The centrality of identity is obviously manifested in the ideological and political aims of European jihadists abroad, but this book gives us a valuable insight into another component of the identity of Dutch and Belgian fighters: their intimate connection through their shared Dutch language, which they speak amongst each other. Interestingly, even though they have made it to the land that they believe will allow them to escape European oppression and free their equally oppressed Middle Eastern brothers, they speak in the language of their home countries of Belgium and the Netherlands. They refer to their world in Syria as a ‘mini Europe’.[10] The identity of these people is not merely a religious one, but it is also one of having felt out of place in – yet inevitably having been shaped by – a European context. The stories of these people may teach us more than we think about the societies from which they emerge, as they are not purely a product of Islam but also of their Dutch and Belgian experiences.


The Jihad Caravan concludes with a number of recommendations for us all – not merely for the policy world – as the authors view the issue of foreign fighters as a global issue which can only be addressed with everybody’s involvement. They make two particularly important recommendations:[11]

First, they make a call for people to support the Arab Spring, and to pierce through the false choice between peace and security in the Middle East. This entails recognising that the old model of international support for local dictators in the name of stability has failed, as it was part of the reason why a new form of global terror (Salafi-jihadism) has emerged. Though this implies that the Arab Spring is a uniform movement rather than – what I would argue – more of a chain of interlinked yet distinct popular uprisings, what the authors mean by their call for ‘support of the Arab Spring’ is in fact an international backing of genuine change as demanded by the people in the Middle East, unhindered by an obsession with security and stability in the region.

The observation that Salafi-jihadism emerged because of internationally backed local dictators is the subject of many studies, and questionable simply because the rise of secular Arab dictators happened in conjunction with a number of different historical developments which may have triggered the rise of Salafi-jihadism. It is therefore difficult to strictly isolate the chain of events that led to this form of global terror, but it is true that Salafi-jihadism is new in the sense that it is a phenomenon of the past few decades, though its ideological influences date back to the early days of Islam.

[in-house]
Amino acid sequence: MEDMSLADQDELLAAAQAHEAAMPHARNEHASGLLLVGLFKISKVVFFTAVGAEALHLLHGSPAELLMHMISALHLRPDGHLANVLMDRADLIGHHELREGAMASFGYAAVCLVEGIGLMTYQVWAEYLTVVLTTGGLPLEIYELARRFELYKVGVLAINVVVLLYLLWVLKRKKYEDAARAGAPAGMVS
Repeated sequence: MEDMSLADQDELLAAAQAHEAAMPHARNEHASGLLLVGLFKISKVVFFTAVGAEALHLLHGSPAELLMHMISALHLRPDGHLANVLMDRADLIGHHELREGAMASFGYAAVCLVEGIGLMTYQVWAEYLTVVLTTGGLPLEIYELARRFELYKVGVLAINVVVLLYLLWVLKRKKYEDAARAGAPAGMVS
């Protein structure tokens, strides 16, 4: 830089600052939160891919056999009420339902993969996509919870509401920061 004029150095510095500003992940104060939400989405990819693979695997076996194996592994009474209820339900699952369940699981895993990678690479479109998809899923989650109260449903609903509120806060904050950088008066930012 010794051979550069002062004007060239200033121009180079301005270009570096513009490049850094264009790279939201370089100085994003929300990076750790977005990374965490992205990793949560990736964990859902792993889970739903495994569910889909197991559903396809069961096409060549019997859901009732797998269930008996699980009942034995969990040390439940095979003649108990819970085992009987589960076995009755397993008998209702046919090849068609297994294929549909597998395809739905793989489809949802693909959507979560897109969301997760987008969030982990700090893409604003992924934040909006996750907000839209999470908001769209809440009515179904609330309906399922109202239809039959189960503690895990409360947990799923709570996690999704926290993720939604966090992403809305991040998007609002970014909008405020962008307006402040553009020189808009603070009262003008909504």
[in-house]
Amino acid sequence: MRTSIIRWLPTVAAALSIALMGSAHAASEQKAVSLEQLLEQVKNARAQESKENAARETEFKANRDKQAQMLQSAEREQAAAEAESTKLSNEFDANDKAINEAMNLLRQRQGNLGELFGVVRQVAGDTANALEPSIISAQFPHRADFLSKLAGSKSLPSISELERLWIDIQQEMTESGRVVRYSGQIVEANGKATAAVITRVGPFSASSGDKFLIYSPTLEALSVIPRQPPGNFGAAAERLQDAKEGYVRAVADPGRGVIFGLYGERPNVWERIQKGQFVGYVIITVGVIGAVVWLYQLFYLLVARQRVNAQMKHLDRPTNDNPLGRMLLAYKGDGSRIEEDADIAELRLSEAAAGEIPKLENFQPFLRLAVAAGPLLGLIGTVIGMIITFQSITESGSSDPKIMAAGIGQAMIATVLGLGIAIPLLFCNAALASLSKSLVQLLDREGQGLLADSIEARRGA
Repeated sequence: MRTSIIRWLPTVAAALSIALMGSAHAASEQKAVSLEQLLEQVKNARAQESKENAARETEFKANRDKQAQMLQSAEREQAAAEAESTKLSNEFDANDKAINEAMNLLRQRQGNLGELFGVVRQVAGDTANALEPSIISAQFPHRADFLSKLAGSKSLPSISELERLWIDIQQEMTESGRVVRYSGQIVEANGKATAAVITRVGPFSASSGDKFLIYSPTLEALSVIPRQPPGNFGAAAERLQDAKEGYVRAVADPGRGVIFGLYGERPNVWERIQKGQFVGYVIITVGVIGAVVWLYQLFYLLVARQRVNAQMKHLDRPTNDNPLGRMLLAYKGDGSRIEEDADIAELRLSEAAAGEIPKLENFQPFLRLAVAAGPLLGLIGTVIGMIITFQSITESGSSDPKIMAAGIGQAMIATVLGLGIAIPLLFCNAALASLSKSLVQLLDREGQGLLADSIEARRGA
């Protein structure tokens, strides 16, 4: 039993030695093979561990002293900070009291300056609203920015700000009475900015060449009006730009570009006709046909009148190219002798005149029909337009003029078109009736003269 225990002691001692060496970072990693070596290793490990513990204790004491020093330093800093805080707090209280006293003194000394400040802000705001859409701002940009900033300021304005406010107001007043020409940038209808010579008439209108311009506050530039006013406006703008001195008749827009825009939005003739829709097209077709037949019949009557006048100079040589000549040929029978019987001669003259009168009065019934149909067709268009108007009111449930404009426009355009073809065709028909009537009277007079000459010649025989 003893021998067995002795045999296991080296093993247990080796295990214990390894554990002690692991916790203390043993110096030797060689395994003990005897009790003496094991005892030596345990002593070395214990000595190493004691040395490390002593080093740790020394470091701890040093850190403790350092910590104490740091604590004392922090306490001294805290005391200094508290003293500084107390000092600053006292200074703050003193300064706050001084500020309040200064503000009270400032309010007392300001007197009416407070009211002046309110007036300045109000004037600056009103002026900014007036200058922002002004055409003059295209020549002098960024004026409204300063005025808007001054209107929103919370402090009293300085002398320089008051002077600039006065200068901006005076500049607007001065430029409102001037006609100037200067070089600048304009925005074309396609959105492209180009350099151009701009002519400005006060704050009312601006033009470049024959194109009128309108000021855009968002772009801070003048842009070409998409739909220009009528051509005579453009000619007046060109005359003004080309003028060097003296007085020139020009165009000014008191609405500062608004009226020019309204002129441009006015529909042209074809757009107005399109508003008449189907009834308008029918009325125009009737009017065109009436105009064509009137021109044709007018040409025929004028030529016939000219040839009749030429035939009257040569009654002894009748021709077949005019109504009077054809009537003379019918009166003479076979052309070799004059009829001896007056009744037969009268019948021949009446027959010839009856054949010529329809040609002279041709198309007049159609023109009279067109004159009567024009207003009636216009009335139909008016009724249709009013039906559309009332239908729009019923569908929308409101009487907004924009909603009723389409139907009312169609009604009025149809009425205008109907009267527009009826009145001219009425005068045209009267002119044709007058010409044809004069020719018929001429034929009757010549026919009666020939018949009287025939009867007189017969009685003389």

Moreover, and in my opinion incredibly important, is the call to stop focusing solely on Islamic State horror stories in reports about the developments in Syria and Iraq, but to also focus on the terror that largely feeds Islamic State support: that of the Assad regime which has killed around 50 civilians for each one that the Islamic State has killed to date. The Islamic State is a terrifying entity, but death and suffering at the hands of non-jihadists must not be forgotten.

The second recommendation made in the book is to create a better foundation for European Islam to flourish. The underlying thought is that homegrown Muslim extremism in Europe cannot be solved without giving new life to a European Islam. Muslim communities in Europe have suffered immensely from the radicalising and polarising effects that the rise of the Islamic State has had in the global debate on Islam, which has compounded much of the exclusion and discrimination they were already feeling. This essentially brings us back to questions of displacement and oppression – precisely those issues that are at the heart of the foreign fighter issue.

Though this book ends on a political tone, which not everybody will appreciate, the least we can take from this account is what it tells us about the deeply human nature of what we so distantly call – as I do above – ‘the foreign fighter issue’. It also reminds us of the substantial human grievances that inspire these low-level recruits, as well as the undeniable human suffering that they cause on their path to fulfilment.

Samar Batrawi is a doctoral candidate at the Department of War Studies at King’s College London. She has worked for the Women’s Centre for Legal Aid and Counselling in Palestine, the International Centre for the Study of Radicalisation in London, and the Clingendael Institute for International Relations in The Hague. Follow her at @SamarBatrawi


[1] Quote from a Belgian foreign fighter interviewed in AlDe’emeh, M. & Stockmans, P. (2015), De Jihadkaravaan: Reis naar de Wortels van de Haat (The Jihad Caravan: a Journey to the Roots of Hatred), Tielt: Uitgeverij Lannoo, p. 159

[2] AlDe’emeh, M. & Stockmans, P. (2015), De Jihadkaravaan: Reis naar de Wortels van de Haat (The Jihad Caravan: a Journey to the Roots of Hatred), Tielt: Uitgeverij Lannoo, p. 12

[3] Quote from a Belgian woman in Syria interviewed in AlDe’emeh, M. & Stockmans, P. (2015), De Jihadkaravaan: Reis naar de Wortels van de Haat (The Jihad Caravan: a Journey to the Roots of Hatred), Tielt: Uitgeverij Lannoo, p. 161

[4] Neumann, P.R. (January 2015), Foreign fighter total in Syria/Iraq now exceeds 20,000; surpasses Afghanistan conflict in the 1980s, ICSR Insight (

[5] De Volkskrant (23 May 2013), ‘Nederlander Vast in Marokko om Ronselen voor Syrie’ (

[6] De Volkskrant (24 April 2013), Sharia4Holland Speelt Rol bij Jihad-reizen (

[7] AlDe’emeh, M. & Stockmans, P. (2015), De Jihadkaravaan: Reis naar de Wortels van de Haat (The Jihad Caravan: a Journey to the Roots of Hatred), Tielt: Uitgeverij Lannoo, p. 128

[8] Ibid. p. 143

[9] Ibid. pp. 136-141

[10] Ibid. p. 129

[11] Ibid. pp. 461-503